Low-dose growth hormone inhibits 11 beta-hydroxysteroid dehydrogenase type 1 but has no effect upon fat mass in patients with simple obesity.
Tomlinson JW., Crabtree N., Clark PM., Holder G., Toogood AA., Shackleton CH., Stewart PM.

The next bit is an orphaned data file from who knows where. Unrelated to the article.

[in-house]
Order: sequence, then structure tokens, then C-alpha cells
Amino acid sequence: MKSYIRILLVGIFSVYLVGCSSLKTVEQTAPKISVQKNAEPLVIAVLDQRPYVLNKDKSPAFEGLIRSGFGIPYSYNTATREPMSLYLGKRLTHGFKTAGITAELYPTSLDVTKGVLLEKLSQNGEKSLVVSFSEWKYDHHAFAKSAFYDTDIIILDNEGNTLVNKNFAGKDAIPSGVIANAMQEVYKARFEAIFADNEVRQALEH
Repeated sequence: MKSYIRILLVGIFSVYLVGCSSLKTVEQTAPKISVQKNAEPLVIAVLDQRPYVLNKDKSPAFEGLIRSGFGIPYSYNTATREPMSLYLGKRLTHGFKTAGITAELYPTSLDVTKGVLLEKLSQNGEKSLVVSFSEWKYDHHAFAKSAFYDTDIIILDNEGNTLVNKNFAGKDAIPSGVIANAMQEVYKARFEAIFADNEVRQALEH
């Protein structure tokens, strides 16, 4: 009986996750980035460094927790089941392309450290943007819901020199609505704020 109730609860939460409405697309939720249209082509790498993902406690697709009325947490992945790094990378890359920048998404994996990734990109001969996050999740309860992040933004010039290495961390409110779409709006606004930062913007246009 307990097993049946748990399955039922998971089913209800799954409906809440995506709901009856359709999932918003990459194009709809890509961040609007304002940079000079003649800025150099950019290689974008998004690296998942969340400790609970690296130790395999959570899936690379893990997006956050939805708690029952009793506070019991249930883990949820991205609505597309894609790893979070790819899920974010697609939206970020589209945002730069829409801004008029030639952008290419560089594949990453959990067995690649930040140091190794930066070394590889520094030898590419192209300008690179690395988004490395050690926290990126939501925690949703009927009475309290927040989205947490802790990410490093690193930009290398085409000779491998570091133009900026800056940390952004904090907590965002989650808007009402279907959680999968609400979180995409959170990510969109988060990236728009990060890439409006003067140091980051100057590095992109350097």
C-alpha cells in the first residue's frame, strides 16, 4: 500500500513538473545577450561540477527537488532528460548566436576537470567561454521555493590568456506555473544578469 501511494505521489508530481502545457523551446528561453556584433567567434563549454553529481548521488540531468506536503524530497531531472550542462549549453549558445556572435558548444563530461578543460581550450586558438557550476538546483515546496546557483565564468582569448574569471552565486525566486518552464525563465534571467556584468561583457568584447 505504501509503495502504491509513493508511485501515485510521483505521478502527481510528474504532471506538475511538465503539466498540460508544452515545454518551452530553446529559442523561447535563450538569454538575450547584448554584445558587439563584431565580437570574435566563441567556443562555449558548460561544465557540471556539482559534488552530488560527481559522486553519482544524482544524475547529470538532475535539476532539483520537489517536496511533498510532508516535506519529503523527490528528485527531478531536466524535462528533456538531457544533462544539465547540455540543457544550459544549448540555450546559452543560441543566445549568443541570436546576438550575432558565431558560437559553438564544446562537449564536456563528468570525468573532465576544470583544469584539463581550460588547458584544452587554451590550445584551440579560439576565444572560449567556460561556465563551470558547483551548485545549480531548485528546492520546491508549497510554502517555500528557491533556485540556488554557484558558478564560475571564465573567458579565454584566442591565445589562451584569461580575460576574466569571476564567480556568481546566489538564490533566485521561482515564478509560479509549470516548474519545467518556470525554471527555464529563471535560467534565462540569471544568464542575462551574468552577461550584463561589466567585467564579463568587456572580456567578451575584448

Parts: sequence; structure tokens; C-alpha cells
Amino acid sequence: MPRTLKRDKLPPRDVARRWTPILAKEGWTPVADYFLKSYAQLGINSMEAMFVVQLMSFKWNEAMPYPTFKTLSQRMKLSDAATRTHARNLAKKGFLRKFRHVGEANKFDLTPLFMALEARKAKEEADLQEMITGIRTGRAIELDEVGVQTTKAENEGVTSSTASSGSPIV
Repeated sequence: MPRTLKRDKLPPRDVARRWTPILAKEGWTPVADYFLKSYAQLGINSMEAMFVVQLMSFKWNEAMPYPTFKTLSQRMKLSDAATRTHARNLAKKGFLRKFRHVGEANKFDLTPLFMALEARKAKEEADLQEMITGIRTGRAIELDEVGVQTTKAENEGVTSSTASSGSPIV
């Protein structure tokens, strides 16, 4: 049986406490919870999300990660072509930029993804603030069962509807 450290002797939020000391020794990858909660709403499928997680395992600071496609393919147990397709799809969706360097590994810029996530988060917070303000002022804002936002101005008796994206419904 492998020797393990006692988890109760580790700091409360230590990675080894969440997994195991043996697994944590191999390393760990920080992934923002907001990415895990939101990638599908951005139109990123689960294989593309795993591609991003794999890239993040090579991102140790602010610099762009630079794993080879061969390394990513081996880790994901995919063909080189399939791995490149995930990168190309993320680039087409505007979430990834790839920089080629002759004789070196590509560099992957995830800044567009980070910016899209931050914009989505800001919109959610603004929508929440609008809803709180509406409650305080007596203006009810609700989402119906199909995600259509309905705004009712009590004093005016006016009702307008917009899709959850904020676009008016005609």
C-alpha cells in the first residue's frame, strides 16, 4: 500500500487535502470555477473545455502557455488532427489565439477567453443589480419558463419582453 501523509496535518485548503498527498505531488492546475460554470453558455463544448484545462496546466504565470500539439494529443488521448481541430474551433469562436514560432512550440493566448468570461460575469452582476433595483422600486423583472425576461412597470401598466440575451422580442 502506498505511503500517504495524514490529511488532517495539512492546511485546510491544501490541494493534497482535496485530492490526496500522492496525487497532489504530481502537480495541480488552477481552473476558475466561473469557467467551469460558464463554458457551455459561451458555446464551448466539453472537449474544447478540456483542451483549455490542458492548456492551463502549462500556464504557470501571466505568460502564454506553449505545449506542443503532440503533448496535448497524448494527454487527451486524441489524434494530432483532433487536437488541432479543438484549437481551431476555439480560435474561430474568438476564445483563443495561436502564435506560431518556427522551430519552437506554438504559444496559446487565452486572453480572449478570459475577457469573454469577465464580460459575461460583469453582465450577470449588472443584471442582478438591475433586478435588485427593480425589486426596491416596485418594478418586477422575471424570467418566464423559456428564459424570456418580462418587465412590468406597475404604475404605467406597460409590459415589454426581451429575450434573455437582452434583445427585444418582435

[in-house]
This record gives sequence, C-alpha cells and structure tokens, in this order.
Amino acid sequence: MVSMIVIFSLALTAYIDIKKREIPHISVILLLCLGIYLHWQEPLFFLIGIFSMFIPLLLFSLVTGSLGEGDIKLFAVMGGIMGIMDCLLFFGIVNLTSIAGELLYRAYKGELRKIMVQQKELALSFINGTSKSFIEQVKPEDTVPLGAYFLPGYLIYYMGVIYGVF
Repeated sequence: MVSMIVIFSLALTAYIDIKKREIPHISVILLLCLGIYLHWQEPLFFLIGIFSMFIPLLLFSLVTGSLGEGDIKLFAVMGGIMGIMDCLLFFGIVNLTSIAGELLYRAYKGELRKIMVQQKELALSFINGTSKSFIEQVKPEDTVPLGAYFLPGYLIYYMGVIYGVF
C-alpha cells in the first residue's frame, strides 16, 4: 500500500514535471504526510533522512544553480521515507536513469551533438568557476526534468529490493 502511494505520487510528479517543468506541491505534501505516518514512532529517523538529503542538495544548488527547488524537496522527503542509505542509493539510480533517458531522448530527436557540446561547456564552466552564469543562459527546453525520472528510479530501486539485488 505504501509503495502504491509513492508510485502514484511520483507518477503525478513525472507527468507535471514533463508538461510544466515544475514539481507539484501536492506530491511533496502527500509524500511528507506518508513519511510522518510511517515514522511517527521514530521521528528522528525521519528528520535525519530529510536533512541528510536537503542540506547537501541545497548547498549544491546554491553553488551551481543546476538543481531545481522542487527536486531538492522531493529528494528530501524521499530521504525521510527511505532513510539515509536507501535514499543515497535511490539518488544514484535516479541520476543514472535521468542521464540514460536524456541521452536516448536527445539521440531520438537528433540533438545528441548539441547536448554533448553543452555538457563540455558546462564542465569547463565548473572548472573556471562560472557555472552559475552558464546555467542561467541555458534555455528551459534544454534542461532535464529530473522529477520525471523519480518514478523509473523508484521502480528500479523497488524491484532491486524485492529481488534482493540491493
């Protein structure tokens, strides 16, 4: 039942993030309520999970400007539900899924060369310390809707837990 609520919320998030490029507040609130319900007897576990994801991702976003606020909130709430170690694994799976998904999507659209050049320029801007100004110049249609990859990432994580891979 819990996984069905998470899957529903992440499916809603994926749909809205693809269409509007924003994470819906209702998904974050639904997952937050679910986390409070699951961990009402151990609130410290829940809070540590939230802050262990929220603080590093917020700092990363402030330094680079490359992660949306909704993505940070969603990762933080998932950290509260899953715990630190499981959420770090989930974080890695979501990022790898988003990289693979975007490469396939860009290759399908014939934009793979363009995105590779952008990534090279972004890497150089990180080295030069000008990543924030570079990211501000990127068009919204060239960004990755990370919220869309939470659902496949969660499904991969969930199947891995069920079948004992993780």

GH has potent effects on adipocyte biology, stimulating lipolysis but also promoting preadipocyte proliferation. In addition, GH, acting through IGF-I, inhibits 11 beta-hydroxysteroid dehydrogenase type 1 (11 beta-HSD1), which converts the inactive glucocorticoid, cortisone (E), to active cortisol (F) in adipose tissue. Although F is an essential requirement for adipocyte differentiation, it also inhibits preadipocyte proliferation. We hypothesized that inhibition of 11 beta-HSD1 activity in adipose tissue by GH may alter fat tissue mass through changes in local F concentrations. We conducted a randomized, double-blind, placebo-controlled study using low-dose GH (Genotropin 0.4 mg/d) for 8 months in 24 patients with obesity. Although GH treatment significantly raised IGF-I, we were unable to demonstrate significant differences in body composition or metabolic profiles between GH- and placebo-treated groups. In addition, there was no alteration in total fat mass over time in the GH-treated group [total fat mass 41.0 +/- 3.0 vs. 41.3 +/- 3.4 kg (8 months), mean +/- SE, P = ns]. However, in comparison with baseline values, systolic blood pressure increased (119 +/- 3 vs. 130 +/- 4 mm Hg, P < 0.05 vs. baseline) and serum F/E ratio decreased (6.1 +/- 0.5 vs. 3.9 +/- 0.5, P < 0.05 vs. baseline) in the GH-treated group only. Furthermore, although the urinary tetrahydrometabolites of F/E ratio fell in the GH-treated group, it rose in the placebo group (mean ratio change, -0.13 +/- 0.05 vs. +0.09 +/- 0.09, GH vs. placebo, P = 0.07). Treatment with low-dose GH in obesity fails to alter fat mass despite a significant elevation in IGF-I and a shift in the global set point of E to F conversion consistent with inhibition of 11 beta-HSD1.